Curiosity has zapped hundreds of Red Planet rocks with her powerful laser blaster during her lifetime and has now caught the sparks flying for the first time as they happened – as seen in new photos and video above and below released this week by NASA.
As the NASA rover’s million watt Chemistry and Camera (ChemCam) instrument fired multiple laser shots at a rock fortuitously named “Nova” the team commanded her arm-mounted Mars Hand Lens Imager (MAHLI) high resolution imaging camera to try and capture the action as it occurred, for the first time. And they succeeded.
Curiosity blasted the baseball sized “Nova” rock target over 100 times on July 12, 2014, or Sol 687.
Since the nail biting touchdown nearly two years ago on Aug. 5, 2012 inside Gale Crater, ChemCam has aimed the laser instrument at more than 600 rock or soil targets and fired more than 150,000 laser shots.
Here’s a NASA/JPL video showing the laser flash:
Video Caption: The sparks that appear on the baseball-sized rock (starting at :17) result from the laser of the ChemCam instrument on NASA’s Curiosity Mars rover hitting the rock. Credit: NASA/JPL-Caltech/MSSS
ChemCam is used to determine the composition of Martian rocks and soils at a distance of up to 25 feet (8 meters) yielding preliminary data for the scientists and engineers to decide if a target warrants up close investigation and in rare cases sampling and drilling activities.
ChemCam works through a process called laser-induced breakdown spectroscopy. The laser hits a target with pulses to generate sparks, whose spectra provide information about which chemical elements are in the target.
Successive laser shots are fired in sequence to gradually blast away thin layers of material. Each shot exposes a slightly deeper layer for examination by the ChemCam spectrometer.
As Curiosity fired deeper into “Nova” it showed an increasing concentration of aluminum as the sequential laser blasts penetrated through the uninteresting dust on the rock’s surface. Silicon and sodium were also detected.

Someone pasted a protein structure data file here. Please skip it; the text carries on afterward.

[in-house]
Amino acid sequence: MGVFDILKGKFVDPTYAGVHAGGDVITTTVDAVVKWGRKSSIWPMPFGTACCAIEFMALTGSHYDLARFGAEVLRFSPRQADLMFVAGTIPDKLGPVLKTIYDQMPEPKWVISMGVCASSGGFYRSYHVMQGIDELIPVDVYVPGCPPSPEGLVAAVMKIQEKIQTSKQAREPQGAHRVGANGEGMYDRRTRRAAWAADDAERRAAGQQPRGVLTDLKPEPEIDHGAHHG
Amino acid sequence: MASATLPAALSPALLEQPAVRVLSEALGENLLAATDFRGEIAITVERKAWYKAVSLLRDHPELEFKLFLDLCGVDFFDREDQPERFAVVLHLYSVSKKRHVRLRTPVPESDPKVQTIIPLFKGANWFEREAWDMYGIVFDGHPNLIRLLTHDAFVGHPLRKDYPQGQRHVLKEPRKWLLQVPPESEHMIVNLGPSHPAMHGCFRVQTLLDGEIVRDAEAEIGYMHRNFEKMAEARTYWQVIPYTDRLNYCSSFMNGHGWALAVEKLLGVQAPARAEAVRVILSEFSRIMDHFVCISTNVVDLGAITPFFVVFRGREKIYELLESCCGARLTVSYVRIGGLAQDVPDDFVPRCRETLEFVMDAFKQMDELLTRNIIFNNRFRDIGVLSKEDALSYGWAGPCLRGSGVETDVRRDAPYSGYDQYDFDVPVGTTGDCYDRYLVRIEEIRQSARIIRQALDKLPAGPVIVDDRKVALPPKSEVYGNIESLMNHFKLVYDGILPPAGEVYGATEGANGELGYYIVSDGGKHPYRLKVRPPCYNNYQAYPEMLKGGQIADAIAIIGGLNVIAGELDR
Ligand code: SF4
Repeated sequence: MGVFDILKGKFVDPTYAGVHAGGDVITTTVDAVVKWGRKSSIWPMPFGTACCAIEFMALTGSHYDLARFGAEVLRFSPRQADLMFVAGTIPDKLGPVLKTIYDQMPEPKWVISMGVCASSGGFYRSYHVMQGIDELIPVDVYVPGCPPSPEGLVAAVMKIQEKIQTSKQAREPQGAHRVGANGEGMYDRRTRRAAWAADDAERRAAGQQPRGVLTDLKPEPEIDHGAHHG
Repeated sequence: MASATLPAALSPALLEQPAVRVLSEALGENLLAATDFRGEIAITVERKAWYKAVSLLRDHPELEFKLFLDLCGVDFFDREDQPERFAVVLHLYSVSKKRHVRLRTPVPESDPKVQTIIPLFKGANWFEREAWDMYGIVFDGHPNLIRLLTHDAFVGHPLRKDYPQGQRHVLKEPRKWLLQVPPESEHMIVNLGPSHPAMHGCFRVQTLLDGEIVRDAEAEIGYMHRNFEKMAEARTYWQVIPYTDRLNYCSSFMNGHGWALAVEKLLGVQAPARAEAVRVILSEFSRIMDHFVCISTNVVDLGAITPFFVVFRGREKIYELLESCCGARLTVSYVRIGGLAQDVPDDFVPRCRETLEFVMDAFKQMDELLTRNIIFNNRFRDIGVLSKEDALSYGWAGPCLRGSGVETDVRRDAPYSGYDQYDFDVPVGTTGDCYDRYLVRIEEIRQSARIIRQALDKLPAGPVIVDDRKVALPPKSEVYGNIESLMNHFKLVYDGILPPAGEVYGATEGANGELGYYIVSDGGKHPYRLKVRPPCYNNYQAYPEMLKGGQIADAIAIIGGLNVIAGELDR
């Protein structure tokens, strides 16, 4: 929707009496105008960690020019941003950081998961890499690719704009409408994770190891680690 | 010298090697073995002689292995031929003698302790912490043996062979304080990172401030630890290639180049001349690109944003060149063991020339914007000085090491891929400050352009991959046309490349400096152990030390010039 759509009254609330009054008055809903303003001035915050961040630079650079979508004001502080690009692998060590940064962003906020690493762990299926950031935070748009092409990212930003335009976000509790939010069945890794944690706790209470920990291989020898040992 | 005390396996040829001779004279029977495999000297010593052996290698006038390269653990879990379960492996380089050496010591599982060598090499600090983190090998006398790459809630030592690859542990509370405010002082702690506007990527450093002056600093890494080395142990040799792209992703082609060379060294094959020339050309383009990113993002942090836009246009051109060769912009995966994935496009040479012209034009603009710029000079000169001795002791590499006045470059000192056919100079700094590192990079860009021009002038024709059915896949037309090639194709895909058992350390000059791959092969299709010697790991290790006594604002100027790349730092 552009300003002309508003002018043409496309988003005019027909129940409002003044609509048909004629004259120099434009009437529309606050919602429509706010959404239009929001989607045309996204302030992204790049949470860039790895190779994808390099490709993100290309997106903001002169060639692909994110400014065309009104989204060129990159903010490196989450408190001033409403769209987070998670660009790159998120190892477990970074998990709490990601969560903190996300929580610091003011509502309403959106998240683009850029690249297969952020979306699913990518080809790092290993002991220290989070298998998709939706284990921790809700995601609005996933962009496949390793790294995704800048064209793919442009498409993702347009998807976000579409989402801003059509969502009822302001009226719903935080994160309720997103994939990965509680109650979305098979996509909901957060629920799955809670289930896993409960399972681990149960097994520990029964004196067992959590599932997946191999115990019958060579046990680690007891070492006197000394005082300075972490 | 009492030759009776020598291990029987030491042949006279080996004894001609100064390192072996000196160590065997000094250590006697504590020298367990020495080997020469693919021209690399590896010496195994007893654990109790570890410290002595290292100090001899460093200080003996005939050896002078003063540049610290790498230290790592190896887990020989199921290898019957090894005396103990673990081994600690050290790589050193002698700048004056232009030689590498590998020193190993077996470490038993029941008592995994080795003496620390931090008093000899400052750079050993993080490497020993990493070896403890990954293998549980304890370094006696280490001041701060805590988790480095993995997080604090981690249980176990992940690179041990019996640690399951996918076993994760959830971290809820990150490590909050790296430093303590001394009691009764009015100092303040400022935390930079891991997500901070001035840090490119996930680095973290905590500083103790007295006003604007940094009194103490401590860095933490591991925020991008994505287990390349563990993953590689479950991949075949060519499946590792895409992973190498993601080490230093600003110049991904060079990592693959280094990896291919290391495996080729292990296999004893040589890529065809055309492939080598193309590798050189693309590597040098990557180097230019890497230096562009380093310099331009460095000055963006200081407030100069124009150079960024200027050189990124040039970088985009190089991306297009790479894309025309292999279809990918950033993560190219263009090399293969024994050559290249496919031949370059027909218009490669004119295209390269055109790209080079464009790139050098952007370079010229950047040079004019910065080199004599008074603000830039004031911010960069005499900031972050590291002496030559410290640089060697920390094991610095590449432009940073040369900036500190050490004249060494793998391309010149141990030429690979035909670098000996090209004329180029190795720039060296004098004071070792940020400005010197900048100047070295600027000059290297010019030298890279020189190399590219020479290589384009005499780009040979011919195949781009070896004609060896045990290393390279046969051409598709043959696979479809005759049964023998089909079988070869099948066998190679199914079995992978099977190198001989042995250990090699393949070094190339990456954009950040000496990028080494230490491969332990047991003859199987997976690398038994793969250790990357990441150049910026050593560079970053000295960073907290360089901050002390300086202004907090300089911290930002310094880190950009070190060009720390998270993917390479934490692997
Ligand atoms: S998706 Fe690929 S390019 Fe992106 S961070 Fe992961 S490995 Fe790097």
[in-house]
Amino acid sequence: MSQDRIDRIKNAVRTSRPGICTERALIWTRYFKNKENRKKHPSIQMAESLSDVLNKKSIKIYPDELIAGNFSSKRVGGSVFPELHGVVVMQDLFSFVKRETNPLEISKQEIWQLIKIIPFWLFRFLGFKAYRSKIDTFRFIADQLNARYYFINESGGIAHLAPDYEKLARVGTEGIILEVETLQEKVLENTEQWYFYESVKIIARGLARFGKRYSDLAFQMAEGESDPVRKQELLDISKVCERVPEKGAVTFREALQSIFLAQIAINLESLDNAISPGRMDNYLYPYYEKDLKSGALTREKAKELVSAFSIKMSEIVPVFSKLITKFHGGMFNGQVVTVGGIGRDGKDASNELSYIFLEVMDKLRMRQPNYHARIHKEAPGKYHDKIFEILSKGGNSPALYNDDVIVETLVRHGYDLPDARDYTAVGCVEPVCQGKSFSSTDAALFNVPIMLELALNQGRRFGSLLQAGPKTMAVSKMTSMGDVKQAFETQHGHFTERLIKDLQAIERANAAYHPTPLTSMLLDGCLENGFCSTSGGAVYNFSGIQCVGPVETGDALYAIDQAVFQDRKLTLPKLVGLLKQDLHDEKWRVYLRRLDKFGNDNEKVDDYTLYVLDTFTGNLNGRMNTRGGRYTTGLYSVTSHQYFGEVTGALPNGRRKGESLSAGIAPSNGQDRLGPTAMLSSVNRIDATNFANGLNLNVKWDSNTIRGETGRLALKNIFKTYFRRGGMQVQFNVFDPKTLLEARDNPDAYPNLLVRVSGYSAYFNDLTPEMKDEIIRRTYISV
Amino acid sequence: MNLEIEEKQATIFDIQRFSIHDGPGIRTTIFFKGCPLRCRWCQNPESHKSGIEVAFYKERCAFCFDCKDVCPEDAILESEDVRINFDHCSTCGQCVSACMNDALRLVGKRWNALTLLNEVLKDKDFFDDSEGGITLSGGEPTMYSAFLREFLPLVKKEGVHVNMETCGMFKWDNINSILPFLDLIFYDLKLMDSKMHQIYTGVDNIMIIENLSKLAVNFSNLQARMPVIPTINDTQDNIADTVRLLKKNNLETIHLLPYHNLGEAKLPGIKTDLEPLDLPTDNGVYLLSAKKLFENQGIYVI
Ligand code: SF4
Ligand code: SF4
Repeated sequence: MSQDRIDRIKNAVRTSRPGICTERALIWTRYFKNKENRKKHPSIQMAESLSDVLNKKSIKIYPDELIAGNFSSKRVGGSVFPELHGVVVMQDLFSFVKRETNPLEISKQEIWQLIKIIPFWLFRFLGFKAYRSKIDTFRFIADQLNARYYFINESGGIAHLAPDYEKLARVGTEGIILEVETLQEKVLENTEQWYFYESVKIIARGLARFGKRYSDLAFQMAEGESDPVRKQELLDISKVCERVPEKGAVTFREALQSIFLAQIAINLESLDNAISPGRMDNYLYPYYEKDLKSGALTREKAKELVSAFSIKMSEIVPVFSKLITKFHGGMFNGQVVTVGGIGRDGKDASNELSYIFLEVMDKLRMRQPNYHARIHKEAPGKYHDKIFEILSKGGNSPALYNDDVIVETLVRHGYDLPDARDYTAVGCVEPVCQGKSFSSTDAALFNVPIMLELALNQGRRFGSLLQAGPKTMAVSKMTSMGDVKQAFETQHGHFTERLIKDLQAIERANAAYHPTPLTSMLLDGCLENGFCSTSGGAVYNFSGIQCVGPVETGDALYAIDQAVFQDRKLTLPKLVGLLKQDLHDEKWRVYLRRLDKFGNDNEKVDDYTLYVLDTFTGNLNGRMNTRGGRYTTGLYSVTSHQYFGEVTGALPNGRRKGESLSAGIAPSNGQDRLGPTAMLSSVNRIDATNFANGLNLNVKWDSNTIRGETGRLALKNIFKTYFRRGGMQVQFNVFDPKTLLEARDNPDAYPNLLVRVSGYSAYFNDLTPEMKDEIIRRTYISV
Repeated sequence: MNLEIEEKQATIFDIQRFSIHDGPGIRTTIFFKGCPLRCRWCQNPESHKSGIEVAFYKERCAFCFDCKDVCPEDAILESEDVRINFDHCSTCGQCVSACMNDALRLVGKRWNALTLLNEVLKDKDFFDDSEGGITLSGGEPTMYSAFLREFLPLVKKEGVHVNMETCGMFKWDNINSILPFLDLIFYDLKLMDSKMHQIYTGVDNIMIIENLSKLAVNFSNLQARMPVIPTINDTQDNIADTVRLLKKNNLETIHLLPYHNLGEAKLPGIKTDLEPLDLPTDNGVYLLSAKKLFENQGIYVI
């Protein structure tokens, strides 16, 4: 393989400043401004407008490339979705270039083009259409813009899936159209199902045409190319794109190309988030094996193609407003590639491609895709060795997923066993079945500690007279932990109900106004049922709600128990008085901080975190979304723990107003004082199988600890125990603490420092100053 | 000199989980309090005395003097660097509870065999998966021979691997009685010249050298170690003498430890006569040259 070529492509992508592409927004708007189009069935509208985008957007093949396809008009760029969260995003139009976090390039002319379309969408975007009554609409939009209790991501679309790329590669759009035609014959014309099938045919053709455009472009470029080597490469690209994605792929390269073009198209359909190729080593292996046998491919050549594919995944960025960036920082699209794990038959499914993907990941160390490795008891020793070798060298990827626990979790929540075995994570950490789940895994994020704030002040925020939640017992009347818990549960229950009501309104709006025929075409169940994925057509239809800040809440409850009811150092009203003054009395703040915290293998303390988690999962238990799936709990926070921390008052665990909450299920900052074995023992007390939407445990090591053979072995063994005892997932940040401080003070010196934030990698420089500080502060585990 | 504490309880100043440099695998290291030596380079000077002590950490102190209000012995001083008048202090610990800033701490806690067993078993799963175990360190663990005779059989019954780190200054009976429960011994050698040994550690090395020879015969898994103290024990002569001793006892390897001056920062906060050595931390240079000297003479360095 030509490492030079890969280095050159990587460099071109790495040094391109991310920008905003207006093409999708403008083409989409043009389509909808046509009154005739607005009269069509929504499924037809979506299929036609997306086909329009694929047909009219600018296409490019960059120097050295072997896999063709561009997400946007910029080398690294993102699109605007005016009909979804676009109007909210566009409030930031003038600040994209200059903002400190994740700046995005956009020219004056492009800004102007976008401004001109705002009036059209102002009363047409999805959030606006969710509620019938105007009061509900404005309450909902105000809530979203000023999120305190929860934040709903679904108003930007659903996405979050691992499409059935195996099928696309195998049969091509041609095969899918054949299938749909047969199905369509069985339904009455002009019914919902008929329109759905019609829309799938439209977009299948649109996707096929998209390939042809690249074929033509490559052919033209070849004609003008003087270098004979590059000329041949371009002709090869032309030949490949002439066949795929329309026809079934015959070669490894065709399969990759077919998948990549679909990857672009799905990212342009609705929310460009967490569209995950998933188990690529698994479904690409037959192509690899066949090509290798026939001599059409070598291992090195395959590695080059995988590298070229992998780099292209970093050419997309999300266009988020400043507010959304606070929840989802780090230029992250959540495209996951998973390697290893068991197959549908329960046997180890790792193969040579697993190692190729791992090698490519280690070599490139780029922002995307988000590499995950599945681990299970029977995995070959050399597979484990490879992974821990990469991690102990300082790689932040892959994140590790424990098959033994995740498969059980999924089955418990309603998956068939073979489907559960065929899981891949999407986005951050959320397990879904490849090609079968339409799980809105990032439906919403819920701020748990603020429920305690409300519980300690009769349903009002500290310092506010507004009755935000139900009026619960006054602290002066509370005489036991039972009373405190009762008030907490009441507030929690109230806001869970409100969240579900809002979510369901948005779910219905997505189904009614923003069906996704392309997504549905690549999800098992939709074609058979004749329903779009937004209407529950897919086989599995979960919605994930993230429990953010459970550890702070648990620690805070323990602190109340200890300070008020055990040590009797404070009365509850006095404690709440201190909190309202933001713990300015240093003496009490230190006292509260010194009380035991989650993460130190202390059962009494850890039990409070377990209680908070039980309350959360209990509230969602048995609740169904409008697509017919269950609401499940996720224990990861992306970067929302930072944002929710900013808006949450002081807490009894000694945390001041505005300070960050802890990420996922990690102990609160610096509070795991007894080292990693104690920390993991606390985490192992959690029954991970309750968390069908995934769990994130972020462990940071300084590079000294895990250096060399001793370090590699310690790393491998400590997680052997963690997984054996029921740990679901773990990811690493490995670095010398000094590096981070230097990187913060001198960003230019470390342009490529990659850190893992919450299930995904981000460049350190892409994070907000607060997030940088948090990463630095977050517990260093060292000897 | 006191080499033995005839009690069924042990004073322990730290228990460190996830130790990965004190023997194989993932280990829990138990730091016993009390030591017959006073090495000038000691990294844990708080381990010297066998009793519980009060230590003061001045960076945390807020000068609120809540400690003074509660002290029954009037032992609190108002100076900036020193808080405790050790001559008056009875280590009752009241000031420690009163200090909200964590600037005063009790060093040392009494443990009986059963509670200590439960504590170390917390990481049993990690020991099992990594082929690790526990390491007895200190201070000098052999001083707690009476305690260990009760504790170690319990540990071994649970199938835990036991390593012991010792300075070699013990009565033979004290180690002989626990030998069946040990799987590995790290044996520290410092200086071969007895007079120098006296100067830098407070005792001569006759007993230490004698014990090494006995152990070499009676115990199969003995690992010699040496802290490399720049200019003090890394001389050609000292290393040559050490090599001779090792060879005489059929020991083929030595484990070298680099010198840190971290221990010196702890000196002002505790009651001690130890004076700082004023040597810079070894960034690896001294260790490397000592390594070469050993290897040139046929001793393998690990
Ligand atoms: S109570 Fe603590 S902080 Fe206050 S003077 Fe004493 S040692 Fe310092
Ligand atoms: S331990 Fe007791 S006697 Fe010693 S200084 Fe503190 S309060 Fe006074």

“This is so exciting! The ChemCam laser has fired more than 150,000 times on Mars, but this is the first time we see the plasma plume that is created,” said ChemCam Deputy Principal Investigator Sylvestre Maurice, at the Research Institute in Astrophysics and Planetology, of France’s National Center for Scientific Research and the University of Toulouse, France, in a statement.
“Each time the laser hits a target, the plasma light is caught and analyzed by ChemCam’s spectrometers. What the new images add is confirmation that the size and shape of the spark are what we anticipated under Martian conditions.”
The SUZ sized rover is driving as swiftly as possible to the base of Mount Sharp which dominates the center of Gale Crater and reaches 3.4 miles (5.5 km) into the Martian sky – taller than Mount Rainier.
During Year 1 on Mars, Earth’s emissary has already accomplished her primary objective of discovering a habitable zone on the Red Planet that contains the minerals necessary to support microbial life in the ancient past when Mars was far wetter and warmer billions of years ago.
To date, Curiosity’s odometer totals over 5.1 miles (8.4 kilometers) since landing inside Gale Crater on Mars in August 2012. She has taken over 166,000 images.
Curiosity still has about another 2.4 miles (3.9 kilometers) to go to reach the entry way at a gap in the treacherous sand dunes at the foothills of Mount Sharp sometime later this year.
Stay tuned here for Ken’s continuing Curiosity, Opportunity, Orion, SpaceX, Boeing, Orbital Sciences, commercial space, MAVEN, MOM, Mars and more planetary and human spaceflight news.